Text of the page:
Staging Nationalism: Essays on Theatre and National Identity

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Kiki Gounaridou
McFarland & Company, 2005 - Performing Arts - 235 pages
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When a nation wants to reconnect with a sense of national identity, its cultural celebrations, including its theatre, are often tinged with nostalgia for a cultural high point in its history. Leaders often try to create a "neo-classical" cultural identity. Artificially returning to an imagined pinnacle, however, can fail to take into account new aspects of national identity, such as the infusion of other cultures and languages. This collection of essays discusses the relationship between political power and the construction or subversion of cultural identity. The collection takes a wide historical perspective from distinct periods and cultures from all over the world. A few of the topics examined include how theatre in 18th century Poland tried to reconstitute the identity of an imagined classical heritage clung to by Polish nobles; how festival practices during the French Revolution tried to give meaning to recent events and rein in anxiety about split loyalties; how Athenian prologues cemented early American culture; how romantic admiration of peasant culture spread from Germany throughout Europe; how Greek tragedy in postwar Japan reflects the conflict of Japan's imposed identity as a Western-style democracy with its prewar identity as a samurai nation; and how Mexican archeological performance links the indigenous past with a post-revolutionary identity as a mixed race country.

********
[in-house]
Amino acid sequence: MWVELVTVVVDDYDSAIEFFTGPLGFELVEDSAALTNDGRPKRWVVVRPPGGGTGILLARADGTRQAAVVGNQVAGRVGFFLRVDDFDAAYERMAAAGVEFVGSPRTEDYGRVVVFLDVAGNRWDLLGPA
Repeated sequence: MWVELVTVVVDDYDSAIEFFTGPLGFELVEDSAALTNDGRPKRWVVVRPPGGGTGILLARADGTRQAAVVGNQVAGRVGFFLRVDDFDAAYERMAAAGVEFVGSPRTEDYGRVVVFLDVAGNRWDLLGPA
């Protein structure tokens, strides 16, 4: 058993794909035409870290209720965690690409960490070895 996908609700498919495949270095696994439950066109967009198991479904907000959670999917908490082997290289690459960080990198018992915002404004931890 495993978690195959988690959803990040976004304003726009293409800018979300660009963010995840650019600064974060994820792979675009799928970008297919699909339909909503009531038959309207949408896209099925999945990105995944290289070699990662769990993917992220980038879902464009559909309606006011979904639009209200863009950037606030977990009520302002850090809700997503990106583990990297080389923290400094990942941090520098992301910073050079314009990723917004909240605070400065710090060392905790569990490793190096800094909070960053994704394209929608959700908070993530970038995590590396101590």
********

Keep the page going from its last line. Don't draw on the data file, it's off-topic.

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Introductory Remarks
Conflicting Cultural Imaginaries
Celebrating the Revolution While the King Is Still

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About the author (2005)

Kiki Gounaridou is an associate professor of theatre studies at Smith College. She is the associate editor of the Comparative Drama Conferences Text and Presentation, and has published articles, books, and reviews on theatre. She is also an award-winning theatre director. She lives in Northampton, Massachusetts.

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